Chemical Safety: Routes of Exposure

Chemicals exist on virtually every worksite. It is important to know and understand the routes of entry into the human body. In this safety message, we look at the four routes of exposure, and safe work practices around chemicals.

Four Routes of Entry

Inhalation: Inhalation is the most common route of entry a person comes into contact with. Once inhaled, chemicals are either exhaled or deposited in the respiratory tract. Upon contact in the upper respiratory tract or lungs, chemicals may be absorbed into the bloodstream.

Absorption: The simplest way for chemicals to enter the body is through direct contact with the skin or eyes. Getting chemicals onto the skin, or in the eyes, can result in redness and irritation all the way to severe destruction of tissue or blindness. The eyes are especially sensitive to chemicals. Some chemicals have the ability to pass through the skin and get into the bloodstream of a victim.

Ingestion: The gastrointestinal tract is another possible route of entry for toxic substances. Although direct ingestion of a laboratory chemical is unlikely, exposure may occur as a result of ingesting contaminated food or beverages, touching the mouth with contaminated fingers, or swallowing inhaled particles that have been cleared from the respiratory system. The possibility of exposure by this route may be reduced by not eating, drinking, smoking, or storing food in the work areas, and by washing hands thoroughly after working with chemicals, even when gloves were worn.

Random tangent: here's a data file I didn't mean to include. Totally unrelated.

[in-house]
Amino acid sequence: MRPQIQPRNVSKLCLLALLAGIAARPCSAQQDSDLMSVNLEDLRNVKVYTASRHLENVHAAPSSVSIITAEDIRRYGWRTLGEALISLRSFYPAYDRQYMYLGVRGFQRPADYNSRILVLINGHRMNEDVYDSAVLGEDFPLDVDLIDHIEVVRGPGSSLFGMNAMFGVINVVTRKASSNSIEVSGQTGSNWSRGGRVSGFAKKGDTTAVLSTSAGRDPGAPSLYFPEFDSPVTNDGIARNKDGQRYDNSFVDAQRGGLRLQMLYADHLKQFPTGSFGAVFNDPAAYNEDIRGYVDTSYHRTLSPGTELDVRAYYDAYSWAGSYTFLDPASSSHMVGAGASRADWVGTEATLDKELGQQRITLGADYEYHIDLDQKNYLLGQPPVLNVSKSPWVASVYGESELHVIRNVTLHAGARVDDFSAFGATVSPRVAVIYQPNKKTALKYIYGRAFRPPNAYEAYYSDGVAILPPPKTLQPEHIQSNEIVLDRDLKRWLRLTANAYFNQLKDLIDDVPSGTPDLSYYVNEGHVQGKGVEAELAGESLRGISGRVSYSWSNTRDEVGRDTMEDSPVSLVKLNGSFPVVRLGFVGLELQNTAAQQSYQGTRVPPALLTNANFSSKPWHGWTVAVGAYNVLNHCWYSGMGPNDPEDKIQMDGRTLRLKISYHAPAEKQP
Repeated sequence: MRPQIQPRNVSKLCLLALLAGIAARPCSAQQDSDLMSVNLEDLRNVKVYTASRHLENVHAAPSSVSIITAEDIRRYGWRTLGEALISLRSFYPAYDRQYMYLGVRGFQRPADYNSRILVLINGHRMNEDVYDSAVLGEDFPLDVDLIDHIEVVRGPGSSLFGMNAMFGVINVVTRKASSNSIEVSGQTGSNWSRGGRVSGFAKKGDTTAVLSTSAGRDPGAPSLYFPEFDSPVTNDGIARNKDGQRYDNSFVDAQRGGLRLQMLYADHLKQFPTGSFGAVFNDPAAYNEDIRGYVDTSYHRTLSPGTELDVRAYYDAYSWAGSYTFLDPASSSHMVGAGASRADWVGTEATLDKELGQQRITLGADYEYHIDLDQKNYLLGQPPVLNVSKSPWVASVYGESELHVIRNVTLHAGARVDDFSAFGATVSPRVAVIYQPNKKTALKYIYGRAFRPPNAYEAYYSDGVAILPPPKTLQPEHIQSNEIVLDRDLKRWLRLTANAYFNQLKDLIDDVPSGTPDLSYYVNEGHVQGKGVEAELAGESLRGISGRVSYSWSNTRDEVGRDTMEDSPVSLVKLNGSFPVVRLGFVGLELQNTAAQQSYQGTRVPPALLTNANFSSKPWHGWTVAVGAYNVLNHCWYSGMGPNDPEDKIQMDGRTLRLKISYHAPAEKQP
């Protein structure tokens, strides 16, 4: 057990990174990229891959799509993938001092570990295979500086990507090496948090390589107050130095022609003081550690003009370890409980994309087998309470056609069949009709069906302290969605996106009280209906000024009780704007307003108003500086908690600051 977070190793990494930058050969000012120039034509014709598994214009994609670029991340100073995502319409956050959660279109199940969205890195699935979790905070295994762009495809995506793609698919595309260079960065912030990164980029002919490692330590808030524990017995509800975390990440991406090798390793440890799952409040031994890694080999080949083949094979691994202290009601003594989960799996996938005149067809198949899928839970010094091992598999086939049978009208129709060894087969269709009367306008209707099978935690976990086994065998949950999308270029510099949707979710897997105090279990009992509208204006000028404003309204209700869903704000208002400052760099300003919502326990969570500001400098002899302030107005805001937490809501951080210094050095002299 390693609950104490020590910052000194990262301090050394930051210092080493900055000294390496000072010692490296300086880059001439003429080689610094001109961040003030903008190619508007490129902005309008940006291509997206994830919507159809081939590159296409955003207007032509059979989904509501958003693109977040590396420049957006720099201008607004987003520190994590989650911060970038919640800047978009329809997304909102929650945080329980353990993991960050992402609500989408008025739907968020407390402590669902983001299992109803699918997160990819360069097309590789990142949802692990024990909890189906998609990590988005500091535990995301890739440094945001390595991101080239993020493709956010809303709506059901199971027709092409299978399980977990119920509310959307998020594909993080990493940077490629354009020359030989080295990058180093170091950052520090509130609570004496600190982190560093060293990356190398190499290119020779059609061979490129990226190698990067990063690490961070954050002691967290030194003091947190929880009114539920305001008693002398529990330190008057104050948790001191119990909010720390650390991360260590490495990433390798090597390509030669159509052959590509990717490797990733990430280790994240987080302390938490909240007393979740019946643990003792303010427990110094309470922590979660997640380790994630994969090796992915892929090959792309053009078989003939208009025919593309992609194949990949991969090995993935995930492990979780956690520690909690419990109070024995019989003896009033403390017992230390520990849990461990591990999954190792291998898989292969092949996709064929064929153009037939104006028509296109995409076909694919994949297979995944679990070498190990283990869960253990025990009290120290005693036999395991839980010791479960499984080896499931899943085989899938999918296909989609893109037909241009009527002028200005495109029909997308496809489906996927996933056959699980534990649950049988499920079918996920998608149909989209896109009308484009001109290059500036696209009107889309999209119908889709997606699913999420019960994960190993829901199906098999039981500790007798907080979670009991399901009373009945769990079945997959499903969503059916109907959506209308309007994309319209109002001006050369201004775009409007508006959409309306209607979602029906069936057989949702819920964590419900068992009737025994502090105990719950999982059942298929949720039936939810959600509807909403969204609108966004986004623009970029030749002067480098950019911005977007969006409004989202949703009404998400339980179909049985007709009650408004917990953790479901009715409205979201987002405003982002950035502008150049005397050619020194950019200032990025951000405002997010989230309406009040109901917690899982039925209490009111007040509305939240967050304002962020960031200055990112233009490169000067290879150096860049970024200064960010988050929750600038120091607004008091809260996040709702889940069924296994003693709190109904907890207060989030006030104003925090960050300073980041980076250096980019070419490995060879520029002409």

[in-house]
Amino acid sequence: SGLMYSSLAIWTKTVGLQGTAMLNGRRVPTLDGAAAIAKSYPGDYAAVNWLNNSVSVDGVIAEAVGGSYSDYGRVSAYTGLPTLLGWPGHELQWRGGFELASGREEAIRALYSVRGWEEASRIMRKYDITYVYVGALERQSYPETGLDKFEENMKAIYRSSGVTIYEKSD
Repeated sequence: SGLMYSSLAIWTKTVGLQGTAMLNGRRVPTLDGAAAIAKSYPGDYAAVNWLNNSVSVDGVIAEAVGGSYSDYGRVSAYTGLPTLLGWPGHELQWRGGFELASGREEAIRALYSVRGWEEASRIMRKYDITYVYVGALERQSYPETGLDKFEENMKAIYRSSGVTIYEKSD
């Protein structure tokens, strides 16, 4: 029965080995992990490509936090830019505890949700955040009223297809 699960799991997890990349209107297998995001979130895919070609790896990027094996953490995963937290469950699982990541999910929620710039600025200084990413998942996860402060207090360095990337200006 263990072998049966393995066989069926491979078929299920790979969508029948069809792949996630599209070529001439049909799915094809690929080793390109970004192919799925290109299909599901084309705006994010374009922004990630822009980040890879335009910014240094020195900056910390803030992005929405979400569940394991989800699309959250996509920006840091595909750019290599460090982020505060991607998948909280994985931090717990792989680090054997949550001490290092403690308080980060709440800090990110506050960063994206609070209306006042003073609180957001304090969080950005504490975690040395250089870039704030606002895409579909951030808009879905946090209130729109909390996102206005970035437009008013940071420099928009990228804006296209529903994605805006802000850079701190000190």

Injection: Though not common, injection of chemicals into the body can occur. A sharp object can be contaminated with a chemical, or substance, and penetrate the skin. The chemical is then in the body and can make its way into the bloodstream where it can damage organs or other tissue. Pressurized liquids can also be injected into the body through injection.

Safe Work Practices When Working with Chemicals

  • Know the chemicals you are working with. Read the Safety Data Sheet (SDS) to understand the safe handling procedures and know what to do if you come into contact with the chemical.
  • Eliminate chemical hazards where possible. Substitute a less hazardous chemical in place of a more hazardous chemical, when you can.
  • Engineer chemical hazards out of the workplace. Engineering controls include ventilation such as fans, barriers creating distance or a shield from chemicals, filters, etc.
  • Wear the correct PPE to protect yourself from the chemical. PPE such as respirators, goggles, a face shield, chemical gloves, and a lab coat are some examples to create barriers between your body and a chemical.

Safety Scott says, “Safety always is ALWAYS!”

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